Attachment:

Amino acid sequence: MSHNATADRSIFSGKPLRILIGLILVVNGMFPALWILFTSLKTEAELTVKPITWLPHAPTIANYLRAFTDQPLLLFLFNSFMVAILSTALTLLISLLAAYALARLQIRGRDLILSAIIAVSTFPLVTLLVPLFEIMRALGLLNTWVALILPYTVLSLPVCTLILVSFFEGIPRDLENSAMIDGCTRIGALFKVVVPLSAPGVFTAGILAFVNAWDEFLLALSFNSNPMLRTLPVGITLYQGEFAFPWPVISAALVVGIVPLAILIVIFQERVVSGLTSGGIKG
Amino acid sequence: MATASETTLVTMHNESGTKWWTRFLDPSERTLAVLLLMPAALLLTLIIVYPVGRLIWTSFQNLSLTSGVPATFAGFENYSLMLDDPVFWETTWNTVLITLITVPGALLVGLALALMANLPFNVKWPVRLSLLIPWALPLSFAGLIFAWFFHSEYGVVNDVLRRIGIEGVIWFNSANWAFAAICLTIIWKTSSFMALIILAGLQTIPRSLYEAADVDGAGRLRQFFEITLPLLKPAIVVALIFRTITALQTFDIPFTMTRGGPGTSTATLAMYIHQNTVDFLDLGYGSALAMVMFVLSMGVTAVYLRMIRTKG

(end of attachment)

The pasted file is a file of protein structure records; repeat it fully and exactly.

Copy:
Amino acid sequence: MSHNATADRSIFSGKPLRILIGLILVVNGMFPALWILFTSLKTEAELTVKPITWLPHAPTIANYLRAFTDQPLLLFLFNSFMVAILSTALTLLISLLAAYALARLQIRGRDLILSAIIAVSTFPLVTLLVPLFEIMRALGLLNTWVALILPYTVLSLPVCTLILVSFFEGIPRDLENSAMIDGCTRIGALFKVVVPLSAPGVFTAGILAFVNAWDEFLLALSFNSNPMLRTLPVGITLYQGEFAFPWPVISAALVVGIVPLAILIVIFQERVVSGLTSGGIKG
Amino acid sequence: MATASETTLVTMHNESGTKWWTRFLDPSERTLAVLLLMPAALLLTLIIVYPVGRLIWTSFQNLSLTSGVPATFAGFENYSLMLDDPVFWETTWNTVLITLITVPGALLVGLALALMANLPFNVKWPVRLSLLIPWALPLSFAGLIFAWFFHSEYGVVNDVLRRIGIEGVIWFNSANWAFAAICLTIIWKTSSFMALIILAGLQTIPRSLYEAADVDGAGRLRQFFEITLPLLKPAIVVALIFRTITALQTFDIPFTMTRGGPGTSTATLAMYIHQNTVDFLDLGYGSALAMVMFVLSMGVTAVYLRMIRTKG